On Monday afternoon, there will be another deadline for NBA clubs to monitor before the start of the regular season this week. Recruits in 2019 and their teams have until 6 p.m. ET to agree terms for an entry-level contract extension.
Extensions to players in junior deals must be negotiated before the final year of their contract. So, while nearly all 2019 first-round picks enter season four of their original deal, they must agree to the extension before noon on Monday. Otherwise, they will play the 2022-23 campaign on an expired contract.
If no extension is agreed, the player will become a restricted free agent in the 2023 season if he receives a qualifying offer from his former team. Any extensions that are agreed, such as the recent deals of Brandon Clark and Jordan Paul, will start during the 2023-24 season.
The Indiana Pacers placed 18th in the 2019 NBA Draft, and used it to determine Goga Bitadze’s place. Petadze, a 23-year-old indoor player, has just wrapped up a first season in which he averaged 7.3 points, 4.0 rebounds and 2.7 assists per game. He led the team by three points (75%) and was third over the team in field goal percentage (64.3%) during exhibitions.
“Rick [Carlisle, Pacers head coach]-I have a lot of respect for him. Whenever he felt like I had to play, Petadze said during pre-season, I would go in there and do 100%. He hopes to take a step forward this year. “That’s what I have to do, I just have to stay prepared.”
The three-year Professional is currently eligible for the Junior extension, and will remain so until Monday’s deadline. However, between Bitadze’s career to date characterized by inconsistent impact, the Pacers’ salary cap, and the risks outweighing the reward, it seems unlikely that the Indiana and Georgian big-man would agree to longer contract terms.
Petadze had the best season of his career in 2021-22, averaging 7.0 points and 3.5 rebounds per game. After the All-Star break, he raised his game even further and averaged 11.8 points and 5.1 rebounds per game to close out the campaign. His defensive impact improved, and his overall feel for the game was noticeably better than he had been for the first two seasons – his situation and his perception were no longer a liability.
The center of the bruise showed significant growth throughout the year, especially below the extension. But the early parts of his season were marked by struggles and inconsistent play, which have been themes throughout his career. The Pacers had other top players on the roster deserving of minutes, which made Betadze’s role change a lot, but he struggled to put back-to-back good games together until late January of his third season. Prior to that, he marked his time in the pros with often inaccurate play terminations and timing.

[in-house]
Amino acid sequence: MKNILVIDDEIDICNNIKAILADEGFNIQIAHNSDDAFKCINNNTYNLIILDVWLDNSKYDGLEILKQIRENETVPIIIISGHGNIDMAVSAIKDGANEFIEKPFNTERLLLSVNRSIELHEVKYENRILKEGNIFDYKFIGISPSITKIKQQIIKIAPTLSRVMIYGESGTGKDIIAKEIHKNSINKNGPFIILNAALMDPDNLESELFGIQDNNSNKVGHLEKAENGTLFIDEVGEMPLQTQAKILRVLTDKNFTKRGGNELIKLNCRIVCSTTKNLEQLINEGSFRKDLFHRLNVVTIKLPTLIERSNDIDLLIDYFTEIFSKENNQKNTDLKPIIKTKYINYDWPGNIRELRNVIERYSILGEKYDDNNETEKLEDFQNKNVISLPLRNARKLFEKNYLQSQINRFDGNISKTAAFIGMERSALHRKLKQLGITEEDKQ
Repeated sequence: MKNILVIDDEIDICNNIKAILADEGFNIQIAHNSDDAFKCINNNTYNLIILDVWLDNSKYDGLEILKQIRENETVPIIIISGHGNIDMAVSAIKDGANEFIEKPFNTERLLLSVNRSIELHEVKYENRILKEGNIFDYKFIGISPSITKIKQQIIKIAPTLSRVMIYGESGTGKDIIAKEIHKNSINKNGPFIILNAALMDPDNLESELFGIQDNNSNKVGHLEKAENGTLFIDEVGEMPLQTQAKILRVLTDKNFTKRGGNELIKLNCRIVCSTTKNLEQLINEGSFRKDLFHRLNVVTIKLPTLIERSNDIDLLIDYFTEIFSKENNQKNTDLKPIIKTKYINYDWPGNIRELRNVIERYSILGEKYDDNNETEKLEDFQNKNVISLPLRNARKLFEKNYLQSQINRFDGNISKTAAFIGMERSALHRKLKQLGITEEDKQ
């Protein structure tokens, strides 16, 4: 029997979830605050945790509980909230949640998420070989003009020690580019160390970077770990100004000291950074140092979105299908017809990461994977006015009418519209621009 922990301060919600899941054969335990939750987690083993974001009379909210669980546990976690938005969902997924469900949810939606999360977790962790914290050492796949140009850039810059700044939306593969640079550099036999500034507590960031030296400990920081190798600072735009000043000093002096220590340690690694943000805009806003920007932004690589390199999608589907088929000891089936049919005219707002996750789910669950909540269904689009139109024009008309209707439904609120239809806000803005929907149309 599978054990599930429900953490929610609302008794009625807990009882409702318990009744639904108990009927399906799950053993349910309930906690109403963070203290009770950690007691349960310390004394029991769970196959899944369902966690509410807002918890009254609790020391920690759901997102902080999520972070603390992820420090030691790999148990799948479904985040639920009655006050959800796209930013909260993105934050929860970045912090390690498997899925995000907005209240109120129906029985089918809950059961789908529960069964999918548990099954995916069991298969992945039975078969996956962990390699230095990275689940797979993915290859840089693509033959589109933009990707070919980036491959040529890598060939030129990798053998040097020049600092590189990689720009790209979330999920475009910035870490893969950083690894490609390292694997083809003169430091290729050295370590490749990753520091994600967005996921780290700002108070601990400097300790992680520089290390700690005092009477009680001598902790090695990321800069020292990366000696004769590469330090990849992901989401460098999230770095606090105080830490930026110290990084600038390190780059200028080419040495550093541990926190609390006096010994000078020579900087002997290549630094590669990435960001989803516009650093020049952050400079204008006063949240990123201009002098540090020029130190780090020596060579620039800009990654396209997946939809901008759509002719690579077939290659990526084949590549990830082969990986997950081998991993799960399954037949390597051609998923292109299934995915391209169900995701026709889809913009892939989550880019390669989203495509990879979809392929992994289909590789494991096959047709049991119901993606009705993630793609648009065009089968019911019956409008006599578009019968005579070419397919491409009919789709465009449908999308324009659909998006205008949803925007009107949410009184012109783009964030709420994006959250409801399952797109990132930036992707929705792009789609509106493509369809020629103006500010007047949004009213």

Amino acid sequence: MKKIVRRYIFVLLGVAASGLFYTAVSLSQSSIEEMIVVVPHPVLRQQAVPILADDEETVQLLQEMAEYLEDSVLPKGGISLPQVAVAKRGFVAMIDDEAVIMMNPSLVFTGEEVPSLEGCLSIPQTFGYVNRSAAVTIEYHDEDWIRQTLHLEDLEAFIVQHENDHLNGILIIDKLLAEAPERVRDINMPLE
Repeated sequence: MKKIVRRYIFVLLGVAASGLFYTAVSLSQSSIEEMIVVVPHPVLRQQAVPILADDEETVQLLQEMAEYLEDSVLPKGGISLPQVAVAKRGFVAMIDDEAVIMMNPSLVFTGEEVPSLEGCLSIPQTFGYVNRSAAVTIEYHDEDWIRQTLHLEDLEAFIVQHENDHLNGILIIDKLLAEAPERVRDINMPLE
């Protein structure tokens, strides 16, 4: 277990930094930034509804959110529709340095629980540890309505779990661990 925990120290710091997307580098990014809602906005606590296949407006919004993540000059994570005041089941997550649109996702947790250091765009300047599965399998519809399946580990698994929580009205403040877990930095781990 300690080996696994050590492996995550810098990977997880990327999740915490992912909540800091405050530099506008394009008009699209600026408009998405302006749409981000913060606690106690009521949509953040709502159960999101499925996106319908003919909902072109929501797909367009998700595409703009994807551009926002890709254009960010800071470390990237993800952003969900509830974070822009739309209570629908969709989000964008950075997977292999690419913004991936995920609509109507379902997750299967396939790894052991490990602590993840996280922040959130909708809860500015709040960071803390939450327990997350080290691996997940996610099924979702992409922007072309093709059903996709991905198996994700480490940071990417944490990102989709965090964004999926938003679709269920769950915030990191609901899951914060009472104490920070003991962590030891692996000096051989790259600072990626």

It’s hard to take a long-term gamble on that resume. Sure, Bitadze who has played well in their last 15 appearances in 2022 is worth investing in, but this is so small from a sample that the Pacers can have no confidence that they are making a smart financial decision. With another good season full of growth, the Georgian big man will prove to be worthy of another decade, perhaps even with the Pacers. But this information can only be discovered after the deadline for the extension of the Junior Scale has passed.
Another consideration for the Pacers in any negotiations with Betadze is their salary cap. Indiana expects to have quite a bit of salary cap space next summer, even if they have Bitadze’s free agent cap on the books. Any extension of the position would likely start with a salary figure below the cap — roughly $14 million, if he receives a qualified offer — and that would technically free up some short-term cap space for Blue and Gold.
But with potentially so much space available, freeing up so little in order for Bitadze to sign a risky extension would be a poor use of money. If Bitadze has another solid season and proves he’s worth more than he is now, Indiana should be happy to pay him if they want to keep him. Using their salary cap space on a young, proven talent is a better job than making a risky investment a year ago.
This is why the risks outweigh the potential rewards for Pacers in any potential Bitadze extension. He isn’t expected to be part of Indiana’s rotation to open the 2022-23 campaign, so putting money into him now is a bet on growth that may not even be able to happen on the field during next season. If Indiana waits until the 2023 season to negotiate another contract with the young senior, they will have a better idea of what player he is expected to be — and what role he could play in the Blue and Gold going forward.